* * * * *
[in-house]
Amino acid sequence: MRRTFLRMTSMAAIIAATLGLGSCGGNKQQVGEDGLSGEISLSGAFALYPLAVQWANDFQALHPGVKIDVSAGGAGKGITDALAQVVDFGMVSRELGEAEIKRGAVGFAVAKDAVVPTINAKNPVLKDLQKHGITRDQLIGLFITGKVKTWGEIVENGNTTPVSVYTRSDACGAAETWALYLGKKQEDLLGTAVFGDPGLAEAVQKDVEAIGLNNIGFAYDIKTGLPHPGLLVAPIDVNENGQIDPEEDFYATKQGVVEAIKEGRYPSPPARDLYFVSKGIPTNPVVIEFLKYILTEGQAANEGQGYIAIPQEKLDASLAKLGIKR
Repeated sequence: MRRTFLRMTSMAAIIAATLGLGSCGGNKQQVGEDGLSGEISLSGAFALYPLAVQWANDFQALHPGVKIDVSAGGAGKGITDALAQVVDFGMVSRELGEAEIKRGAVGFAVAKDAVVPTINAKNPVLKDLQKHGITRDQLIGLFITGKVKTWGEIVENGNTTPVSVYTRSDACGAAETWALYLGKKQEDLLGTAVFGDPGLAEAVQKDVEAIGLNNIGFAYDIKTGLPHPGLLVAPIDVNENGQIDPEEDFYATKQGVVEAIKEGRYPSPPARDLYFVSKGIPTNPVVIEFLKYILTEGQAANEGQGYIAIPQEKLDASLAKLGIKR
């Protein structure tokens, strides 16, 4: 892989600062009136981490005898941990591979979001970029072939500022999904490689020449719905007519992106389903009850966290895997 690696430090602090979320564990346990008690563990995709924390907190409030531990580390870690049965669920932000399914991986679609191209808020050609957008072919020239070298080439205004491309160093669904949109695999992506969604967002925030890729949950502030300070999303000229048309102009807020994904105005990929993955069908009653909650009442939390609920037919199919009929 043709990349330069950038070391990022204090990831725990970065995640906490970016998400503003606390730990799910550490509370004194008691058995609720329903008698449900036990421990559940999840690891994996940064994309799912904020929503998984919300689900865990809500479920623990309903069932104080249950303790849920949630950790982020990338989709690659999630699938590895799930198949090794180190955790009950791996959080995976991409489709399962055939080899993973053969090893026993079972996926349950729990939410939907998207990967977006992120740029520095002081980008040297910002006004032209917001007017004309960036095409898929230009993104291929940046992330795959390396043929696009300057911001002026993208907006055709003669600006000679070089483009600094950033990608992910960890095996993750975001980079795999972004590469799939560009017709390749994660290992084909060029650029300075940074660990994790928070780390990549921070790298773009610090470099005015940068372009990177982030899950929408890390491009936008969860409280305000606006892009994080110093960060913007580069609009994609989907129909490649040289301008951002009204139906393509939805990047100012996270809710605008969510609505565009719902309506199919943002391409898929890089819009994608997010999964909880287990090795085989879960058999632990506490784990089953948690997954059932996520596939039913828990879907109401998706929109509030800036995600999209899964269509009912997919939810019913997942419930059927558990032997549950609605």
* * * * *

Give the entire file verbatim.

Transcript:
[in-house]
Amino acid sequence: MRRTFLRMTSMAAIIAATLGLGSCGGNKQQVGEDGLSGEISLSGAFALYPLAVQWANDFQALHPGVKIDVSAGGAGKGITDALAQVVDFGMVSRELGEAEIKRGAVGFAVAKDAVVPTINAKNPVLKDLQKHGITRDQLIGLFITGKVKTWGEIVENGNTTPVSVYTRSDACGAAETWALYLGKKQEDLLGTAVFGDPGLAEAVQKDVEAIGLNNIGFAYDIKTGLPHPGLLVAPIDVNENGQIDPEEDFYATKQGVVEAIKEGRYPSPPARDLYFVSKGIPTNPVVIEFLKYILTEGQAANEGQGYIAIPQEKLDASLAKLGIKR
Repeated sequence: MRRTFLRMTSMAAIIAATLGLGSCGGNKQQVGEDGLSGEISLSGAFALYPLAVQWANDFQALHPGVKIDVSAGGAGKGITDALAQVVDFGMVSRELGEAEIKRGAVGFAVAKDAVVPTINAKNPVLKDLQKHGITRDQLIGLFITGKVKTWGEIVENGNTTPVSVYTRSDACGAAETWALYLGKKQEDLLGTAVFGDPGLAEAVQKDVEAIGLNNIGFAYDIKTGLPHPGLLVAPIDVNENGQIDPEEDFYATKQGVVEAIKEGRYPSPPARDLYFVSKGIPTNPVVIEFLKYILTEGQAANEGQGYIAIPQEKLDASLAKLGIKR
């Protein structure tokens, strides 16, 4: 892989600062009136981490005898941990591979979001970029072939500022999904490689020449719905007519992106389903009850966290895997 690696430090602090979320564990346990008690563990995709924390907190409030531990580390870690049965669920932000399914991986679609191209808020050609957008072919020239070298080439205004491309160093669904949109695999992506969604967002925030890729949950502030300070999303000229048309102009807020994904105005990929993955069908009653909650009442939390609920037919199919009929 043709990349330069950038070391990022204090990831725990970065995640906490970016998400503003606390730990799910550490509370004194008691058995609720329903008698449900036990421990559940999840690891994996940064994309799912904020929503998984919300689900865990809500479920623990309903069932104080249950303790849920949630950790982020990338989709690659999630699938590895799930198949090794180190955790009950791996959080995976991409489709399962055939080899993973053969090893026993079972996926349950729990939410939907998207990967977006992120740029520095002081980008040297910002006004032209917001007017004309960036095409898929230009993104291929940046992330795959390396043929696009300057911001002026993208907006055709003669600006000679070089483009600094950033990608992910960890095996993750975001980079795999972004590469799939560009017709390749994660290992084909060029650029300075940074660990994790928070780390990549921070790298773009610090470099005015940068372009990177982030899950929408890390491009936008969860409280305000606006892009994080110093960060913007580069609009994609989907129909490649040289301008951002009204139906393509939805990047100012996270809710605008969510609505565009719902309506199919943002391409898929890089819009994608997010999964909880287990090795085989879960058999632990506490784990089953948690997954059932996520596939039913828990879907109401998706929109509030800036995600999209899964269509009912997919939810019913997942419930059927558990032997549950609605």